Many South Koreans have contacted me and supported this campaign in words but in the end were afraid to follow up with contributions. South Koreans are not allowed to contribute to the National Council of Churches, to the UNDP, to the World Food Program or to this Internet Appeal campaign, which distributes rice directly to those deprived of sufficient food.

Despite our transparency of distribution which brings the rice directly into the hands of the malnourished civilian population, South Koreans face jail if they support a campaign such as this one. Or even if they read this message on the Internet. South Koreans who helped me to set up a site for a speech in Seoul some months ago, which few attended out of fear, were threatened by the Agency for National Security Planning that they were breaking the law.

Ironically, two decades ago as a Newsweek correspondent, in the interest of keeping the flame of democracy alive, I was breaking a similar law by risking to visit and interview Kim Young Sam and Kim Dae Jung when they were under house arrest.

South Koreans may only donate funds to the South Korean Red Cross which uses food for political ends. The South Korean Red Cross does not ship rice, only flour or clothing, and only when it chooses, so it won't be accused of not being humanitarian. But North Korea does not require flour nor clothing as urgently as it requires grain, to stave off famine. South Korea's donations to the North are tantamount to giving chocolate to hungry children. Much more could be purchased in basic grains with the same money and it would also be closer to meeting the intention of the donors. Ten million Koreans have relatives on the other side of the border. Surely they don't want such relatives to die of hunger.

North Korea's system and politics may not please most of the world but it is no reason to punish its innocent population by not feeling starving people.

In an editorial on the subject the Washington Post commented on February 9:

The downfall of the North Korean government is fervently to be wished for, but using famine to bring that about is more than risky. Famines breed chaos, not democracy. The current regime could be replaced, difficult as it is to be imagined, by something worse. North Korea's million-man army could launch a suicide attack. A hungry population could press against the South Korean border.

Even setting those dangers aside, humanitarian motives should prevail. U.S. policy has long held that starving children should be fed, no matter how evil their rulers. U.S. grain went to Ethiopia when its regime was unswervingly anti-American (and in the process won the respect of many civilians who knew what was going on and today remember U.S. help). The United States helped feed Iraqis, Sudanese, Angolans.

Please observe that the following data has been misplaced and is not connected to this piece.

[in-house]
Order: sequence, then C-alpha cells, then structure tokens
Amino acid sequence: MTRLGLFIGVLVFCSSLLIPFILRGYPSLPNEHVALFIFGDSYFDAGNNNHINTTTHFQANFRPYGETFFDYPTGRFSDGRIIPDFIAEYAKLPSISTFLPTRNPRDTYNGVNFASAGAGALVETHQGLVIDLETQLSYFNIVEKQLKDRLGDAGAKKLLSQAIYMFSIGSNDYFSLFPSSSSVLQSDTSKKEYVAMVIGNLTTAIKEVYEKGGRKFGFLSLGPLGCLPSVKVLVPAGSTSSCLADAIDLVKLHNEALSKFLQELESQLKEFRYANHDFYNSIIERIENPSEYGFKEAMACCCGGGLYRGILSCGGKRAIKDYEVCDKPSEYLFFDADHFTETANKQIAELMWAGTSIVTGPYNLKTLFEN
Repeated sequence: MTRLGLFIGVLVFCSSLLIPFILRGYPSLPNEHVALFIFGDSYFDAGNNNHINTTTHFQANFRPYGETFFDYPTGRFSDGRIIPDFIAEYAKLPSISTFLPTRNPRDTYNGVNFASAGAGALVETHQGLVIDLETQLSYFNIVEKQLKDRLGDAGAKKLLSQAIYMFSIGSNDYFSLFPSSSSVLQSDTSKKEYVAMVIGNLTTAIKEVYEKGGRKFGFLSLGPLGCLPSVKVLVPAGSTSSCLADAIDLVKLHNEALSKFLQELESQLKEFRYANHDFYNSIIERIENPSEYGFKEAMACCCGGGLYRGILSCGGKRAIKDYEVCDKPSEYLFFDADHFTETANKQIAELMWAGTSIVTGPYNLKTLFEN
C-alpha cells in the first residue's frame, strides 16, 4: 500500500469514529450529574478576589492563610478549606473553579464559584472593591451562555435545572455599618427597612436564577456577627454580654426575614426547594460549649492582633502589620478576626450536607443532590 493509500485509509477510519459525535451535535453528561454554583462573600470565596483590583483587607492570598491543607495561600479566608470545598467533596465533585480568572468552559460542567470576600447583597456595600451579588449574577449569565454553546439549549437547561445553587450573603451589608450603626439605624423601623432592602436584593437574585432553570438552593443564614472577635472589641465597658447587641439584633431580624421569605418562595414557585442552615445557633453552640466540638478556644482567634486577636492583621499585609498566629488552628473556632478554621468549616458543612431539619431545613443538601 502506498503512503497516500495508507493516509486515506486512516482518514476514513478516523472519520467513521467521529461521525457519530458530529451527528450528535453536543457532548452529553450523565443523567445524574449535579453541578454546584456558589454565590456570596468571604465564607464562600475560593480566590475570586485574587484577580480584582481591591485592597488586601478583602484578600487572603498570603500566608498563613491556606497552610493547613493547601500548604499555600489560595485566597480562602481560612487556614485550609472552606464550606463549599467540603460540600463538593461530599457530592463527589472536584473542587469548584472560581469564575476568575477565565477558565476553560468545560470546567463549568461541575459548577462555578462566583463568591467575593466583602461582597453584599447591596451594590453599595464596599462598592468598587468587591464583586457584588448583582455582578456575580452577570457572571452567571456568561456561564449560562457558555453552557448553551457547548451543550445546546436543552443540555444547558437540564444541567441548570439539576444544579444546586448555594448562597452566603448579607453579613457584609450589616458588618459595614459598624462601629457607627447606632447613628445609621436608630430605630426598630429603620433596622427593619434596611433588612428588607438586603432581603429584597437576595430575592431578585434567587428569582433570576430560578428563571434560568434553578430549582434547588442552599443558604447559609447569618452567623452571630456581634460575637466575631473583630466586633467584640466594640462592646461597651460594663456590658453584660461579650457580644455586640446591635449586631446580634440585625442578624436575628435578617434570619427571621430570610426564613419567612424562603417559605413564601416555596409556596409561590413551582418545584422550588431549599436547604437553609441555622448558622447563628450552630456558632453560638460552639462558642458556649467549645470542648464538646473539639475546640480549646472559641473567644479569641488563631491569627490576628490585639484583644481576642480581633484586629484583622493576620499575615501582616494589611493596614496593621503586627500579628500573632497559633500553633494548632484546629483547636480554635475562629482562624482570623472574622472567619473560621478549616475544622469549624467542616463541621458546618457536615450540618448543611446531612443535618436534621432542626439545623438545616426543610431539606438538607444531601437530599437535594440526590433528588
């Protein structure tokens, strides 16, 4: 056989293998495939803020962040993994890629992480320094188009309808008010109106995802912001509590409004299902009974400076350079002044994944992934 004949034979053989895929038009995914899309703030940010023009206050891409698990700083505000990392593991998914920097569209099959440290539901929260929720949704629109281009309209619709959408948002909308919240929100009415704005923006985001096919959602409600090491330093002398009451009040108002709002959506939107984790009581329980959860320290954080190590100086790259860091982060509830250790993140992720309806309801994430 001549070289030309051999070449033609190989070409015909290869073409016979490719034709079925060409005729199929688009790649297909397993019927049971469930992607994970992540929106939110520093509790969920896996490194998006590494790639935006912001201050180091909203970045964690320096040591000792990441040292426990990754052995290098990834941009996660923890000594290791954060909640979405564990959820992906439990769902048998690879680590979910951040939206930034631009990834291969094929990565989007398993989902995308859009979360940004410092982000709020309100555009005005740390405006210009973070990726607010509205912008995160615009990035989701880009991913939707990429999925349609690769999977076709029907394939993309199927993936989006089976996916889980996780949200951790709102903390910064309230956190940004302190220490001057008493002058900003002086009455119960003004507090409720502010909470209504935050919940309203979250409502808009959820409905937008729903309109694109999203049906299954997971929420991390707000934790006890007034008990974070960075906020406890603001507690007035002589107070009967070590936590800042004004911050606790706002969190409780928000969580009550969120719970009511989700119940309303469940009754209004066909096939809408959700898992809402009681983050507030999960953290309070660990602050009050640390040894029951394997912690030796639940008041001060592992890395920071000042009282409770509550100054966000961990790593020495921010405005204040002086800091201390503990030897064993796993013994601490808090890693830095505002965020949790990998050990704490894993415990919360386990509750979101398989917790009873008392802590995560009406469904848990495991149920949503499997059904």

Why is it not upholding its humanitarian tradition now? Mostly because South Korea objects to providing food aid... In fact the United States should set only one condition for providing food--that North Korea allow sufficient monitors into the country to ensure the food ends up where it should. All other issues should be negotiated separately.

Our appeal follows in this spirit. We put politics aside and look only on the issue of providing food to starving people. And we fully monitor our donations. I personally follow that every grain of rice is either deposited in a civilian warehouse in a famine-stricken area where enough people witness and gratefully acknowledge its delivery or it is poured by me directly into rice bags of the hungry. The North Koreans have fully cooperated in my requests to distribute rice in such a way because they acknowledge that the donors like to see the fruits of their generosity.

South Korea not only forbids its citizens from directly assisting any campaign to feed its brethren, but has also tried to stop Japan from providing humanitarian assistance to the North. It is puzzling why Japan follows such pressure from South Korea. In fairness the Food Agency has authorized me to purchase rice from the surplus stored in its warehouses for our humanitarian donations to the civilians in North Korea who are hungry. But the government itself is resisting its own shipments of rice that could avert a famine there.

The argument provided by the Japanese politicians and government officials falls back on their desire not to displease South Korea. But politics should not dictate a policy when innocent people are hungry and may die.

Do not ask for whom the bell tolls. It tolls for thee.

Please click here to return to the beginning.